'Ghost In The Shell: 4K Ultra HD'
(Atsuko Tanaka, Iemasa Kayumi, Akio Ôtsuka, et al / 4K Ultra HD + Blu-ray + Digital / NR / (1995) 2020 / LGF)
Overview: 2029: A female cybernetic government agent, Major Motoko Kusanagi, and the Internal Bureau of Investigations are hot on the trail of “The Puppet Master,” a mysterious and threatening computer virus capable of inﬁltrating human hosts.
Together with her fellow agents from Section 9, Kusanagi embarks on a high-tech race against time to capture the omnipresent entity.
Director Mamoru Oshii’s award-winning cyber-tech thriller, based on the comic book by Shirow Masamune, is lauded as one of the leading Japanese animation ﬁlms of all time.
Blu-ray Verdict: Lionsgate Films (LGF) is expanding their 4K Ultra HD Blu-ray catalog offerings this month with the release of the simply brilliant 'Ghost In The Shell’ in the expansive 4K Ultra HD video format this September 8th, 2020.
For my money, this 'Ghost In The Shell: 4K Ultra HD + Blu-ray + Digital' combo pack's sharpness takes a fairly large step forward from others in their 4K Ultra HD catalog and even comes with HDR (High Dynamic Range) for the complete 4K Ultra HD experience, of course.
So, what we have is 'Ghost In The Shell' presented to us as a two-disc combo pack with a sheet for a Digital HD Copy. Other stand out points you should know are: Codec: HEVC / H.265, Resolution: Native 4K (2160p), HDR: Dolby Vision, HDR10, Aspect ratio: 1.85:1, and Original aspect ratio: 1.85:1.
Featuring Dolby Vision and HDR10 for brighter, deeper, and way more lifelike colors, as with most all 4K UHD's, everything that we watch features these qualities - but somehow, this film gloriously shines within them all.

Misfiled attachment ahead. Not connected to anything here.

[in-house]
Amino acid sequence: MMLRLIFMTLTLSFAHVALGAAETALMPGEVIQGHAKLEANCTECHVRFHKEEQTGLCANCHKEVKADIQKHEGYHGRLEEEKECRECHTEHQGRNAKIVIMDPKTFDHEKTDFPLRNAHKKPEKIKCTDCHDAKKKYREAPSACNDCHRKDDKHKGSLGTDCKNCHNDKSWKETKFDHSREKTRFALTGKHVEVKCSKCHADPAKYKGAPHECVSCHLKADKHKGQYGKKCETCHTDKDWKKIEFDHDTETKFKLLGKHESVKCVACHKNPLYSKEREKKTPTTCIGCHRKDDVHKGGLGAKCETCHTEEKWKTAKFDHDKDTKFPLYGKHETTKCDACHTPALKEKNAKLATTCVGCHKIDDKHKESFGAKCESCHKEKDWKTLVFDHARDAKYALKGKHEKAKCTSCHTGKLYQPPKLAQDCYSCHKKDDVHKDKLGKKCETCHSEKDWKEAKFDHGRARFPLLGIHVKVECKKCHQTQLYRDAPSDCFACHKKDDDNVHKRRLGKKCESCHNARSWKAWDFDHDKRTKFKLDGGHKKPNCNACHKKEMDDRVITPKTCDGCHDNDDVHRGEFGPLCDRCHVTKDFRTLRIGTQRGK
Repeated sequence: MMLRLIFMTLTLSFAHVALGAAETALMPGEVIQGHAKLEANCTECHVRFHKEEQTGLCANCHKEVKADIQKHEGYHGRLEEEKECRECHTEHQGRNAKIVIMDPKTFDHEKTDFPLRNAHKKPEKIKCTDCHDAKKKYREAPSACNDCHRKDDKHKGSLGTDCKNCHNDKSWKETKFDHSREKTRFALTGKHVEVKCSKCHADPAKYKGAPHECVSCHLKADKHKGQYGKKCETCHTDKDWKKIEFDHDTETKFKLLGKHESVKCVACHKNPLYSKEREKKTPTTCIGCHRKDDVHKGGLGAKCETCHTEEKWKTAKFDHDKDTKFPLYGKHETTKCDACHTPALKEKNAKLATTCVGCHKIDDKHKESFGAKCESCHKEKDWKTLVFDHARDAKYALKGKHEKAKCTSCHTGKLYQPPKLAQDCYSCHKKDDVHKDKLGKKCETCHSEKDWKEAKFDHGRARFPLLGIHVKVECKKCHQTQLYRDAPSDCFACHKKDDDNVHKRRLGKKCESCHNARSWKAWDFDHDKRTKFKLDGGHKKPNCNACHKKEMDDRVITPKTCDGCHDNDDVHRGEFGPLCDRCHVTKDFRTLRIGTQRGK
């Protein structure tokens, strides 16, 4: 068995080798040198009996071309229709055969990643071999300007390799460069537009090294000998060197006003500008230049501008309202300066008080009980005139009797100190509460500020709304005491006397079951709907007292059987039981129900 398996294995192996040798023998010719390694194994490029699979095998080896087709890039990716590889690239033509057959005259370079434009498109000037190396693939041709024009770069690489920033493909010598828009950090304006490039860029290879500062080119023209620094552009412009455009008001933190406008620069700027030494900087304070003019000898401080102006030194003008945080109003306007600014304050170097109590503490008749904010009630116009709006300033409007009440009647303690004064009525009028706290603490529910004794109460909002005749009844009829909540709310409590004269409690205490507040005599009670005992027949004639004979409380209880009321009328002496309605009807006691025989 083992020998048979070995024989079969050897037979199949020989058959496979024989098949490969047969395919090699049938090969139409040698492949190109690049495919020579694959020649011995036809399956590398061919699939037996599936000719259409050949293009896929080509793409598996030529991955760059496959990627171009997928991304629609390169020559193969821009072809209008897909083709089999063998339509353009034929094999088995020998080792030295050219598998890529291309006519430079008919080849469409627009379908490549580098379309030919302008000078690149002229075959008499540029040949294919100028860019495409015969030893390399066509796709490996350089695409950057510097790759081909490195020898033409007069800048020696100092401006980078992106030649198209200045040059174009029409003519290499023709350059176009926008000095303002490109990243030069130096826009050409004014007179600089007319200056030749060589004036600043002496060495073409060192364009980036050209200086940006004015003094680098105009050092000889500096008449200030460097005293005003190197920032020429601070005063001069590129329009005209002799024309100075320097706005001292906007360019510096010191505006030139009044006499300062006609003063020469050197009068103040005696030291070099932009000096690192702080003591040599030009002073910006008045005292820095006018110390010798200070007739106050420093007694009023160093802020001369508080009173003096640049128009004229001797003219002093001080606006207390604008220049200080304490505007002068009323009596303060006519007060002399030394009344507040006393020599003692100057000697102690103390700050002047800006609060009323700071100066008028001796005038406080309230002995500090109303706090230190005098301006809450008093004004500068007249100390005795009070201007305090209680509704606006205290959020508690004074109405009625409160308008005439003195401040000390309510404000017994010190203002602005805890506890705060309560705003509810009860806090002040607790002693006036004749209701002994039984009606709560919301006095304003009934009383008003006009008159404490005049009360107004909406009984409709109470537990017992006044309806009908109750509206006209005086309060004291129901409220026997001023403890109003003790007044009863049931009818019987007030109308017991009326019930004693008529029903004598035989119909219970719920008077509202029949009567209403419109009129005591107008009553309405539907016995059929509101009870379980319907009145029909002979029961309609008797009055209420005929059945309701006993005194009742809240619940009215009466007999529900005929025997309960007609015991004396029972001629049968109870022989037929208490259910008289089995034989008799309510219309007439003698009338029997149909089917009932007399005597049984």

Noticeably crisper with the overall clarity receiving an obvious boost here on this release, what's more is that it's enjoyably noticeable.
For as well as some new nuances to the somewhat drab palette courtesy of Dolby Vision we also get to witness sudden bright pops of color; such as the roof top drop scene, where she is spying on the bad guys, and then, when disrobing, does her magnificent backward dive off the top of the building, now come alive, shimmer and shine! It just all comes more vividly to life, which is amazing to see, in truth.
Indeed, the picture enjoys the fruits of the added resolution in terms of bringing out the aforementioned extremely fine facial and some of the yellow graded material; notably the gorgeously badass fight scene between our hero and a big, goatee-wearing thug, the background awash with bill stickered posters and adverts. Which is interesting, and at least a little different from the 1080p Blu-ray accounting.
As for the audio, well we have: Japanese: LPCM 2.0, Japanese: Dolby Atmos, Japanese: Dolby TrueHD 7.1 (48kHz, 24-bit), English: Dolby Atmos, and English: Dolby TrueHD 7.1 (48kHz, 24-bit).
Overall, this is a very strong 4K HDR Blu-ray presentation, and, for the most part, the audio track remains fairly similar to its DTS-HD counterpart; with much of the action occupying the surrounds with outstanding directionality and placement where effects flawlessly pan between the sides and rears.
Phew! OK, so, as for the movie itself, well, allow me open with this quote: "There are countless ingredients that make up the human body and mind, like all the components that make up me as an individual with my own personality."
"Sure I have a face and voice to distinguish myself from others, but my thoughts and memories are unique only to me, and I carry a sense of my own destiny. Each of those things are just a small part of it. I collect information to use in my own way."
"All of that blends to create a mixture that forms me and gives rise to my conscience. I feel confined, only free to expand myself within boundaries." - Major Kusanagi.